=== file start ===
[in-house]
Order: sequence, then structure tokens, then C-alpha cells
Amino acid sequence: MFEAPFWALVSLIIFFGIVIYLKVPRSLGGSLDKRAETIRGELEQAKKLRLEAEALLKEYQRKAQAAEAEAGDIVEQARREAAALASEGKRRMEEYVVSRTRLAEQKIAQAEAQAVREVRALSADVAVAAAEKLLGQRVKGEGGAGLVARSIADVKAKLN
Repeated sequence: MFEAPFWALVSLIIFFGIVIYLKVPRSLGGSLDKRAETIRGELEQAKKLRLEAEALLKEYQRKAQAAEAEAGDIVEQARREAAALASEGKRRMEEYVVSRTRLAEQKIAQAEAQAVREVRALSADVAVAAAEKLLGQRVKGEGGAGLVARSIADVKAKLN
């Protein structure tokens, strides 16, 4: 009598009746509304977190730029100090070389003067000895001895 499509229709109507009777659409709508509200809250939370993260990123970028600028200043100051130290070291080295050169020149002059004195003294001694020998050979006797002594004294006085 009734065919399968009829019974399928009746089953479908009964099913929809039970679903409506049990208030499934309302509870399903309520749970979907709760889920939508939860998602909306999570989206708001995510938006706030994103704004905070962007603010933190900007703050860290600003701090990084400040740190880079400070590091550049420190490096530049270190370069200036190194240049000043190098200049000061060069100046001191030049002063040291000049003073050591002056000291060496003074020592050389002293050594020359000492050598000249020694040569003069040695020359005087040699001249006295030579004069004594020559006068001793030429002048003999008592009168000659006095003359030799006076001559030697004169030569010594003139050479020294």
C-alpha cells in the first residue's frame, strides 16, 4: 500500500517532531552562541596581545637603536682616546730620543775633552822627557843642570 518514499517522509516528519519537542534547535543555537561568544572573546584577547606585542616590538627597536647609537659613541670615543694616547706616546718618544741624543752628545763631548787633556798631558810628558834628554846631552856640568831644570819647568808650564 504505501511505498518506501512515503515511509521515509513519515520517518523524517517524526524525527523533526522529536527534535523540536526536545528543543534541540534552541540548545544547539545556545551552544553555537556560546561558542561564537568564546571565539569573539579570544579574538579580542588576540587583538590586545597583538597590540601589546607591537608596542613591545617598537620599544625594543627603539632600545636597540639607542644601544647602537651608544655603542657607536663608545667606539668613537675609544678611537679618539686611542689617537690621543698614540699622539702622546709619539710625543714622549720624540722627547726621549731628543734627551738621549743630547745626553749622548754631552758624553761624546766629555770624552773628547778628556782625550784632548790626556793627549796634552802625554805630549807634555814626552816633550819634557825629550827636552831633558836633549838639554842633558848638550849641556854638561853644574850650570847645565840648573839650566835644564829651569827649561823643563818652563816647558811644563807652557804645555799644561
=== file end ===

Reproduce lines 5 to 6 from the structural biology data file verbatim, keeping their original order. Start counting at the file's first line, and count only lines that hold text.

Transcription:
């Protein structure tokens, strides 16, 4: 009598009746509304977190730029100090070389003067000895001895 499509229709109507009777659409709508509200809250939370993260990123970028600028200043100051130290070291080295050169020149002059004195003294001694020998050979006797002594004294006085 009734065919399968009829019974399928009746089953479908009964099913929809039970679903409506049990208030499934309302509870399903309520749970979907709760889920939508939860998602909306999570989206708001995510938006706030994103704004905070962007603010933190900007703050860290600003701090990084400040740190880079400070590091550049420190490096530049270190370069200036190194240049000043190098200049000061060069100046001191030049002063040291000049003073050591002056000291060496003074020592050389002293050594020359000492050598000249020694040569003069040695020359005087040699001249006295030579004069004594020559006068001793030429002048003999008592009168000659006095003359030799006076001559030697004169030569010594003139050479020294």
C-alpha cells in the first residue's frame, strides 16, 4: 500500500517532531552562541596581545637603536682616546730620543775633552822627557843642570 518514499517522509516528519519537542534547535543555537561568544572573546584577547606585542616590538627597536647609537659613541670615543694616547706616546718618544741624543752628545763631548787633556798631558810628558834628554846631552856640568831644570819647568808650564 504505501511505498518506501512515503515511509521515509513519515520517518523524517517524526524525527523533526522529536527534535523540536526536545528543543534541540534552541540548545544547539545556545551552544553555537556560546561558542561564537568564546571565539569573539579570544579574538579580542588576540587583538590586545597583538597590540601589546607591537608596542613591545617598537620599544625594543627603539632600545636597540639607542644601544647602537651608544655603542657607536663608545667606539668613537675609544678611537679618539686611542689617537690621543698614540699622539702622546709619539710625543714622549720624540722627547726621549731628543734627551738621549743630547745626553749622548754631552758624553761624546766629555770624552773628547778628556782625550784632548790626556793627549796634552802625554805630549807634555814626552816633550819634557825629550827636552831633558836633549838639554842633558848638550849641556854638561853644574850650570847645565840648573839650566835644564829651569827649561823643563818652563816647558811644563807652557804645555799644561